The development of Parkinsonism in HD patients causes a progressive functional disability ; thus, a better knowledge of the pathophysiological mechanisms underlying parkinsonism (i.e., pre- or postsynaptic nigrostriatal degeneration) in HD may provide therapeutic strategies. Early studies suggested that bradykinesia in HD results from a massive degeneration of the striatal neurons (expressing the D1 receptor) projecting to the globus pallidus interna (the so-called “direct pathway”), associated with relative preservation of the nigrostriatal pathway . However a PET study highlighted a significant reduction of the presynaptic dopamine transporter density in five HD choreic patients . Another PET study based on vesicular monoamine transporter type-2 (VMAT2) binding confirmed that nigrostriatal pathology occurs in HD, being particularly severe in the rigid form of the disease . More recently, these data were further confirmed by an SPECT study (using 123I-Ioflupane to evaluate the presymptomatic dopaminergic system) that showed DAT binding changes in the striatum mainly at putamen level . The 123I-Ioflupane SPECT study in our patient is consistent with these findings, showing a remarkable reduction in DAT binding in caudate and putamen. This nigrostriatal degeneration could account for his Parkinsonism and also explain the partial benefit he received from dopaminergic stimulation. However, the progressive loss of efficacy of the dopaminergic stimulation may depend on the progressive degeneration of the striatal neurons typical of HD.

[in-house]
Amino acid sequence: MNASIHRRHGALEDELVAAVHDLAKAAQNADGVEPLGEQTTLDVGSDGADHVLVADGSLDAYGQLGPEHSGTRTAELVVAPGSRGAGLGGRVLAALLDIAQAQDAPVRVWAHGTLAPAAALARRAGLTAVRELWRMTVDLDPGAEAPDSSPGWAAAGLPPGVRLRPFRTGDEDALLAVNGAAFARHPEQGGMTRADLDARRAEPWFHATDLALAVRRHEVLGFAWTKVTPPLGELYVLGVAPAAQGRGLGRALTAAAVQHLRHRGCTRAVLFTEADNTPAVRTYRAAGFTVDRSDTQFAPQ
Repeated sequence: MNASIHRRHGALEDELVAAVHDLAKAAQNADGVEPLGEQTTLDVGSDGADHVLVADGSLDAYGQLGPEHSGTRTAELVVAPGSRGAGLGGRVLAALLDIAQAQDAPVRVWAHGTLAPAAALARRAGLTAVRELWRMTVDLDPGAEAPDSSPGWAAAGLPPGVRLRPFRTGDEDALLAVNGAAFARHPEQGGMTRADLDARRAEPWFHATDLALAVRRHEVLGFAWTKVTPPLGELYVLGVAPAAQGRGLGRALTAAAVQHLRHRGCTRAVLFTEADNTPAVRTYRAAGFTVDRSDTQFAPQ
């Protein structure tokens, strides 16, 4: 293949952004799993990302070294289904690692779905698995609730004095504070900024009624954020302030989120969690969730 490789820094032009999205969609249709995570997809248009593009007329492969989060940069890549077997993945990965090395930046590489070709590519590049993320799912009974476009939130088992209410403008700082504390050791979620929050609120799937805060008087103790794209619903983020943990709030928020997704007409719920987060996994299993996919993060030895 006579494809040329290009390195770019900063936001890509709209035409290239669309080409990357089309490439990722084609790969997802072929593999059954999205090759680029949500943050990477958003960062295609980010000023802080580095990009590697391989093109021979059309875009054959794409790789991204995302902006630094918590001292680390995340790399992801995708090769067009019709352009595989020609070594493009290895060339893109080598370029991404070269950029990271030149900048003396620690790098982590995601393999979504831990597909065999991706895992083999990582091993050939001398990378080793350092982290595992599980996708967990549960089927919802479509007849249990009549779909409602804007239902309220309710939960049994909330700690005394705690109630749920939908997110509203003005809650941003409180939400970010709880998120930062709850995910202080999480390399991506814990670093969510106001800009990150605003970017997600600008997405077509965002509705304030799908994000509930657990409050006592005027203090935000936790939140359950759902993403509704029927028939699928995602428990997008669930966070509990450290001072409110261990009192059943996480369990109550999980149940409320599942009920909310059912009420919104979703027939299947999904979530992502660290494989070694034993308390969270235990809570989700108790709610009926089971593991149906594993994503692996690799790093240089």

In conclusion, this case illustrates that atypical parkinsonism can be the presentation symptom in HD late onset patients. Thus, genetic testing for HD should be considered in the presence of atypical Parkinsonism in elderly patients whose family history includes choreic disorders. Furthermore, the dopaminergic stimulation should be tried in these rare cases, giving particular attention to possible psychiatric side effects.